(Article updated April 2014) You probably know that protein is a really important macronutrient for building muscle. In fact, my little sister probably knows that protein is important for building muscle. There is some truth to this – if you don’t eat enough protein your body won’t build muscle. This is a common problem for some absolute beginners, vegetarians and vegans – they eat too little protein and thus struggle to put on muscle.
But what about your regular gym dude? What about the guy that trains 6 times a week? What about a skinny ectomorph trying to pack on muscle? They all probably think they need a hell of a lot of protein.
… and eating a diet overly high in protein is a great way to limit the amount of muscle you build—especially as an ectomorph.
I’ve been doing a lot of research lately into clinical studies conducted on muscle growth. Most of them are funded by supplement companies who pay their bills by selling protein powders, so these companies have a huge vested interest in proving that more protein = more muscles.
Oddly enough even the protein manufacturers haven’t been able to show that there’s a correlation between more protein and more muscle once the minimum required amount is met. In fact, so long as you get the minimum required amount of protein for building muscle, eating more protein on top of that has very little effect beyond the extra calories that you get from it. Time and time again studies have shown that you’d gain significantly more muscle by getting those calories from carbs instead. (study)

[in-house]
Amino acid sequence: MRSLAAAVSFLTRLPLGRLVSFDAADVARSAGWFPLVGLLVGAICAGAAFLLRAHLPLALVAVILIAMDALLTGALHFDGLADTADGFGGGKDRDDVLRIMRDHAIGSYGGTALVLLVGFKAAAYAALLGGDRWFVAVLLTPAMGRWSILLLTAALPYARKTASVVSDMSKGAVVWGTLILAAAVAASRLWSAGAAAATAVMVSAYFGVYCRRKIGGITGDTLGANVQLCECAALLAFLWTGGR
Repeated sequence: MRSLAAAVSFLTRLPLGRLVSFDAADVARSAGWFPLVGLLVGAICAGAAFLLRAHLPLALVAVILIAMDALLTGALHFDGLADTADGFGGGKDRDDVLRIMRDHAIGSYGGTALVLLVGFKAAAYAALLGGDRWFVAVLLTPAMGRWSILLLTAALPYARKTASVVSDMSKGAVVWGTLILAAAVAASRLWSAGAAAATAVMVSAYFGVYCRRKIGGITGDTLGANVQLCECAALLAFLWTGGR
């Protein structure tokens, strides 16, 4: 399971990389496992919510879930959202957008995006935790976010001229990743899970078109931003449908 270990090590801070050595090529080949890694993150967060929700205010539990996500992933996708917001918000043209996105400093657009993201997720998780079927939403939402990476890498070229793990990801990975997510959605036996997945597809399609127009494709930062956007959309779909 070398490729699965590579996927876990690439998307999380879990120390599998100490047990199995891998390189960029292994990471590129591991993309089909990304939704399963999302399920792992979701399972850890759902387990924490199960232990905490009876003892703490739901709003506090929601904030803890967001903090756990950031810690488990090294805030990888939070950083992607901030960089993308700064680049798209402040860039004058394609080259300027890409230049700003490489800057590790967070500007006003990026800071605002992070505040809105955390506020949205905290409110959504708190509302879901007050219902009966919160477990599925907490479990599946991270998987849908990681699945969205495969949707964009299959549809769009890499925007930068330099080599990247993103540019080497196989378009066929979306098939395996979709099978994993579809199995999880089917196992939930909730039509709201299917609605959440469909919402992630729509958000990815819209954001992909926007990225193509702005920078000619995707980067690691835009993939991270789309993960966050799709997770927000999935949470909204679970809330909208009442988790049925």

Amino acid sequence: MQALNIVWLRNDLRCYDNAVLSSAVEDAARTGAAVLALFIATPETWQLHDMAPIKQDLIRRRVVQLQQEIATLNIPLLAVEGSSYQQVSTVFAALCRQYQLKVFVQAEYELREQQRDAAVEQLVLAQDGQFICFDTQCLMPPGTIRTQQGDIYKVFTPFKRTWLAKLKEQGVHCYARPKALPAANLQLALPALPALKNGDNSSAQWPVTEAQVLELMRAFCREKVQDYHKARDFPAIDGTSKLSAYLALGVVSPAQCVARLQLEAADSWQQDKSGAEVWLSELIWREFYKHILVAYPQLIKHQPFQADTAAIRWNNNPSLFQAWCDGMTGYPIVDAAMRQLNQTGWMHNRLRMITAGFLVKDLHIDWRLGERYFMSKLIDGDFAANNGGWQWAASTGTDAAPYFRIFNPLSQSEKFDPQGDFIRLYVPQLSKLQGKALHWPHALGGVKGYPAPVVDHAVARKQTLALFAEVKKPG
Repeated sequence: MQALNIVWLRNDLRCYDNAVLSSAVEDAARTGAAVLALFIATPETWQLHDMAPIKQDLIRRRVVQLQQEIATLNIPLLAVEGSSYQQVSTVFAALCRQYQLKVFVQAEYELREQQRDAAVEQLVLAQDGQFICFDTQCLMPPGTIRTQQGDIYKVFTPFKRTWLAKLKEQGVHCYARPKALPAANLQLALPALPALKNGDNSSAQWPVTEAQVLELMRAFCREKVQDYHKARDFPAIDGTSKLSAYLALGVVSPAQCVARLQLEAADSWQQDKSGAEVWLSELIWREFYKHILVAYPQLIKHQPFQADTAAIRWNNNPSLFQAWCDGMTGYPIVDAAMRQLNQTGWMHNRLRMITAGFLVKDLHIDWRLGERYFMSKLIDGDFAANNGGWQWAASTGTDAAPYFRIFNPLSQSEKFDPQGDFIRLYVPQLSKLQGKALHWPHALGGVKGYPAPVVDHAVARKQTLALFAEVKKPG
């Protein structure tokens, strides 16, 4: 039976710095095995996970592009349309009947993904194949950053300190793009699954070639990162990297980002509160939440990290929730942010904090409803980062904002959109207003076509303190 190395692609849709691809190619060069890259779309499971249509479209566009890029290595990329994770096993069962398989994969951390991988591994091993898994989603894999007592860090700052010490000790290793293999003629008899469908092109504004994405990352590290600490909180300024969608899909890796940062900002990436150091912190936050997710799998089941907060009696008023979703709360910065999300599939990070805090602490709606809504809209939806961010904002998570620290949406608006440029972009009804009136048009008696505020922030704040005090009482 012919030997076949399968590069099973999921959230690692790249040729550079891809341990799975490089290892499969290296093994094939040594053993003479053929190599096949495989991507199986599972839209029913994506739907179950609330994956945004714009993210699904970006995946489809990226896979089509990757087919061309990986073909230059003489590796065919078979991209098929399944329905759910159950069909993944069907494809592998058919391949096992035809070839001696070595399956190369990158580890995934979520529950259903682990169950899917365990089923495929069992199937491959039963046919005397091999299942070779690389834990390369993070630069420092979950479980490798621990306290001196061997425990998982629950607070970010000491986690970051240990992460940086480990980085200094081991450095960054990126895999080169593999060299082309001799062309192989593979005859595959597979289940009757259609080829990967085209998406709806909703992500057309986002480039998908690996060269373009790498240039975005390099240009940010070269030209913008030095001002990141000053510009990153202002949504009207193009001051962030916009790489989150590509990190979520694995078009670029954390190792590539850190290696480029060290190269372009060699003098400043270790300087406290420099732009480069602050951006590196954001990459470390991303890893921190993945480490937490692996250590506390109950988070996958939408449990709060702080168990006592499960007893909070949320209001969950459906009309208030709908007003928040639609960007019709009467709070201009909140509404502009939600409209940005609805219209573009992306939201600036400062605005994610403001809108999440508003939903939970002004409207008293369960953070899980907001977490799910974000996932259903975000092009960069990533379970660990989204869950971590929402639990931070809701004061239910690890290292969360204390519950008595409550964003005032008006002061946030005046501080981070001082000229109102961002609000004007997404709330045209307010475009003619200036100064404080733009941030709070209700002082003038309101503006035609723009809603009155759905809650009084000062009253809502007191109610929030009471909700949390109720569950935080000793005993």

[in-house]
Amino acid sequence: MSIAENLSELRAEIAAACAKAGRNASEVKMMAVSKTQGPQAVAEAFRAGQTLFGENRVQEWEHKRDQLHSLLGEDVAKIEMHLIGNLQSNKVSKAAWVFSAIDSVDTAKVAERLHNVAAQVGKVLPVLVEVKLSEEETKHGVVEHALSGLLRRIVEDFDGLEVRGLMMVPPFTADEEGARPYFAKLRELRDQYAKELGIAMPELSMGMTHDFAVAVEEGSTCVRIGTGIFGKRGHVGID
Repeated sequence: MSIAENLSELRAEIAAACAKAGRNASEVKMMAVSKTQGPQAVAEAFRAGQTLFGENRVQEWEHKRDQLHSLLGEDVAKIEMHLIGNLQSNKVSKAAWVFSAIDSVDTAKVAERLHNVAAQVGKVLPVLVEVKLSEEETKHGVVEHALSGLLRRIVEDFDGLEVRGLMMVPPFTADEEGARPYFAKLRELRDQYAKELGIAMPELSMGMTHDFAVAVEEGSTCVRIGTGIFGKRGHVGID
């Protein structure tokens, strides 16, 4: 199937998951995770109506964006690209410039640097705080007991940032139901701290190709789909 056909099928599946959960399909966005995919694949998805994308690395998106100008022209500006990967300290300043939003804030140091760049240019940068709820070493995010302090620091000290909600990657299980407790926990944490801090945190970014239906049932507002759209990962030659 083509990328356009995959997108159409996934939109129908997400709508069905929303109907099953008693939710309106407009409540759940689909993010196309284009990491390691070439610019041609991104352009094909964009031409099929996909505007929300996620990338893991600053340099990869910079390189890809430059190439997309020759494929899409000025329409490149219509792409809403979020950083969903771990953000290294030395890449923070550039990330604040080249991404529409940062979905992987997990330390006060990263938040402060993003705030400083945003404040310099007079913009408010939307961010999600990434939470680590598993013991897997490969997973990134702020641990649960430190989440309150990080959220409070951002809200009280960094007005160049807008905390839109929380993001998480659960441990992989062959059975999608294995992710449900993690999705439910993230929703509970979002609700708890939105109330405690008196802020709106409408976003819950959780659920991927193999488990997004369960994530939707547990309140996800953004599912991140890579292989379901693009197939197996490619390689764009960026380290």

This is because when we consume an abundance of carbohydrates (and calories in general) protein oxidation goes down, allowing us to use that protein more efficiently to synthesize muscle. More carbs and more calories means we’re about to build more muscle out of less protein.
Some of the carbohydrates we eat are digested and then stored in our muscles in the form of glycogen, and it’s that muscle glycogen that entirely fuels our weightlifting workouts. (study, study) in the form of muscle glycogen. Since the glycogen in our muscles fuels our workouts, not consuming enough carbohydrates will make us fatigue far sooner, drastically reducing our workout performance. A crappy workout means less weight lifted, fewer muscle fibres stimulated … and less muscle built.
We do need to eat enough protein, but so much for needing 1-2g of protein per pound of bodyweight when trying to put on muscle.
So what’s the magic amount of protein for building muscle?
That varies, but for a classic ectomorph it’s around 0.8 grams of protein per pound of bodyweight per day—and that’s already playing it safe. Beyond that amount it hasn’t been proven that more protein results in any more muscle growth whatsoever. (study, study, study, study)
So let’s say you’re a classic ectomorph weighing in at lean 150 pounds and on a muscle-building diet of 3400 calories. If you get even just 20% of your calories from protein you’re eating 170 grams of protein. That’s all you need plus a bit extra—just incase. Keep in mind that there’s no harm to your health in eating loads of protein, just that the muscle-building benefit comes from the extra calories, not the fact that you’re consuming protein. (study, study, study)